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Old 08-08-2007, 11:28 PM   #61
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Originally Posted by keltin
She’s from Tennessee….and she has informed me of an old farmer’s thing called the “Dead Wagon”. Have you (or anyone else) ever heard of the Dead Wagon?

Apparently, back in the day, on farms with large animals, if you had a large animal such as a hog or horse to die, then you could call a guy (for free) that would pick up the carcass and haul it off in his “Dead Wagon”.

Never heard of that one, but we did have a Vet when I grew up that made house calls for shots and such…….dead wagon?????? Sounds like a Stephen King novel!
I used to work at an emergency veterinary clinic in Houston. We had a large chest freezer behind the building that held the remains of critters that didn't make it. One of my duties was to note the freezer contents. When it was full, I was to call Dead Dog Homer. He would come and clear out the freezer, putting the bagged bodies in the back of his pick up. (I don't know where he took them.) I always said "thanks" to Homer until one day he told me that his name wasn't Homer, that's just what a dead animal guy is called. I thought he was teasing me since he often played little tricks on us (you don't want to know), but when I asked several of the vets there, they all confirmed that at every place they had ever worked, there had been a Dead Dog Homer. Keltin, please ask your wife if she's heard of Homer, too.
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Old 08-09-2007, 10:30 AM   #62
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A southern Illinois phrase that I just learned, said about a child pitching a fit in a store: "I do believe his slappin' has come undone."

Meaning, the kid needed a firm swat to the bottom (or some other form of strict discipline.)
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Old 08-09-2007, 11:25 AM   #63
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Man, this thread sure became popular!

When I lived in MI, there was a drive-thru liquor store in a neighboring small town (what they call a "village").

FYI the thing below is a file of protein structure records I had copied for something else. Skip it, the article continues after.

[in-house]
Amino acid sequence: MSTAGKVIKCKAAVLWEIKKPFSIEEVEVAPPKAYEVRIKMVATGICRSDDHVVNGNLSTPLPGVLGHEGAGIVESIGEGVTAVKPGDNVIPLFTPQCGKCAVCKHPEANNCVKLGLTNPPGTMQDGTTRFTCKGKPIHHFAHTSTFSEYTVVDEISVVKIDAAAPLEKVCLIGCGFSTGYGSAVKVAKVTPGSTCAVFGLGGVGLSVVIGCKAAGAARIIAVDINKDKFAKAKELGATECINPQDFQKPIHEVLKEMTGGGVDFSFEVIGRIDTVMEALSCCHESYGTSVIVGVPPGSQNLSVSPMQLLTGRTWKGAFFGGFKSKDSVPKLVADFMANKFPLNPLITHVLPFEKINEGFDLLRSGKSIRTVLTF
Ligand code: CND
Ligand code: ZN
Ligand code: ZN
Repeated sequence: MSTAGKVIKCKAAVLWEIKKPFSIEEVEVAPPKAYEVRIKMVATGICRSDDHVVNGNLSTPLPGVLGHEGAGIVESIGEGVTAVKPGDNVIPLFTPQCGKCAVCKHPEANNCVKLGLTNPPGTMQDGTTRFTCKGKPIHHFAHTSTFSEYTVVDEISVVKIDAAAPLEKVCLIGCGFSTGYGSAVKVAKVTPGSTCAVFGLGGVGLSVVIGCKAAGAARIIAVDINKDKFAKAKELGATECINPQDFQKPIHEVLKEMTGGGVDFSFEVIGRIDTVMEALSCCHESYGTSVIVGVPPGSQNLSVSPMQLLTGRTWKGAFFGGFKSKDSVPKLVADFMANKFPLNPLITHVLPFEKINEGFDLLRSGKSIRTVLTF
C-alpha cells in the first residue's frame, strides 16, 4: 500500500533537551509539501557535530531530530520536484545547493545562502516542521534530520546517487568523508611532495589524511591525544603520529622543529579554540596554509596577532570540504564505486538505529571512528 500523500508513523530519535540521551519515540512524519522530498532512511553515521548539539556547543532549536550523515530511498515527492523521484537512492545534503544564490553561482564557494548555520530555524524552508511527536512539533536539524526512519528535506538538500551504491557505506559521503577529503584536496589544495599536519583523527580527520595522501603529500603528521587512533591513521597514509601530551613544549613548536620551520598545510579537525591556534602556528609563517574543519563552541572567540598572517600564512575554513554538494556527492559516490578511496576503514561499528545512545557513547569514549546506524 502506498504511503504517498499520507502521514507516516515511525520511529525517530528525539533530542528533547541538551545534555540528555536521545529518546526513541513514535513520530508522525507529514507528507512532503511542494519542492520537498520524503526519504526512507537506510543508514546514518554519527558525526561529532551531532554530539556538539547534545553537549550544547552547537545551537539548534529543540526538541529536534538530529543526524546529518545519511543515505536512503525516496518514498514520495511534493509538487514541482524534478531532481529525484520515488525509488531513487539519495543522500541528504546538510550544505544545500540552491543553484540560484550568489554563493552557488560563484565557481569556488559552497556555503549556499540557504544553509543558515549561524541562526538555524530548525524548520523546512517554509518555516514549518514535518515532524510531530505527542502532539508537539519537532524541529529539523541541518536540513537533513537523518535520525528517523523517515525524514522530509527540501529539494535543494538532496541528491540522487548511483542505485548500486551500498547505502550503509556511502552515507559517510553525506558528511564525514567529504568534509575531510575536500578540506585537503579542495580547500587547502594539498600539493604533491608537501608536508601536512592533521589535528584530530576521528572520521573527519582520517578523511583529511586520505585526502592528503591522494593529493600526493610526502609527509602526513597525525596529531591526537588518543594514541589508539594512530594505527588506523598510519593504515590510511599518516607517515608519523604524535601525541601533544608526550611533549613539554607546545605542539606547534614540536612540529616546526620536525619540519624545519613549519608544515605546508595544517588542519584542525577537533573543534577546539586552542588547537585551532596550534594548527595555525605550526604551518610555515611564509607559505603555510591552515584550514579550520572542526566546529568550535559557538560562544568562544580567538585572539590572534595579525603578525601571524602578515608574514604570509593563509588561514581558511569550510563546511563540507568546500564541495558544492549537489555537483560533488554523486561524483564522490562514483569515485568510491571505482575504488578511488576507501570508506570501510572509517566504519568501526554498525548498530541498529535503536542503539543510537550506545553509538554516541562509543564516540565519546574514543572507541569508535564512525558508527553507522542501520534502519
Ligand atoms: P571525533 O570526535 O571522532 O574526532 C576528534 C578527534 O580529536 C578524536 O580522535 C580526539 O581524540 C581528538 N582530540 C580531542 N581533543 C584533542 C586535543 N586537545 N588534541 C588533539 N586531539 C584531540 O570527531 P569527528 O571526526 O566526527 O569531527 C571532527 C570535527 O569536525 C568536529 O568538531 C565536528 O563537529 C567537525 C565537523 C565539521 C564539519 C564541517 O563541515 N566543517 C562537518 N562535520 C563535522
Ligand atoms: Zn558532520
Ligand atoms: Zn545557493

I had some real culture shock when it came to availability of beer and booze. Now, I consider myself a Native Okie, although I wasn't born here, but I have lived here most of my life.

Here in OK, low-point beer is available at gas stations, grocery stores, etc. High-point beer, wine, and liquor is only available at "liquor stores", which are privately owned, but have to buy their wares from the State. They aren't allowed to open up on Sundays, Holidays, and election days. A drive-thru liquor store is unheard-of here, in the "Buckle of the Bible Belt", as we call it.

Up in MI, EVERYTHING is available in grocery stores, and a type of store they call a "party store". Some groceries, lots of junk food, beverages, beer, booze, etc. But, a party store doesn't sell gas. Heck, I don't think any of the gas stations in the city I lived in even sold beer.

Here's a question for any of you folks that live in the Norfolk area. When I was a kid, I remember going to "High's Ice Cream". Do they still have those? There was one in a strip-mall just north of Military Circle Mall, if I remember right, as well as one inside that mall.
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Old 08-09-2007, 01:44 PM   #64
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jersey girl, born and raised (and no we don't say "joisey", only people in staten island say that ). the first time someone said to me "do you want a sack for that" in the grocery store, i think i looked at them like they were nuts. i think it was around that time i realized that the difference in dialects wasn't just about the accent. here's a few i don't think i saw yet:

market / grocery store (I say grocery store)

macaroni with gravy / pasta with sauce (my father says macaroni with gravy, he grew up in brooklyn, i called it gravy until i realized when the rest of the population says gravy, they mean the brown stuff, not the red stuff).

subway / t / bart / metro / el / trolley - every city has a different name for their mass transit.

the other thing i sometimes realize (mostly after a few drinks) - i say things like:

dolla' = dollar
foun 'ain = fountain
wooder = water
draw = drawer

the list goes on...
this quiz is similar to the other.

by the way, drive thru liquor store??? i don't think i've ever heard of that.
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Old 08-09-2007, 01:53 PM   #65
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Quote:
Originally Posted by sparrowgrass
A southern Illinois phrase that I just learned, said about a child pitching a fit in a store: "I do believe his slappin' has come undone."

Meaning, the kid needed a firm swat to the bottom (or some other form of strict discipline.)
I LOVE this phrase, sparrowgrass. I've never heard it before but I'll sure be using it!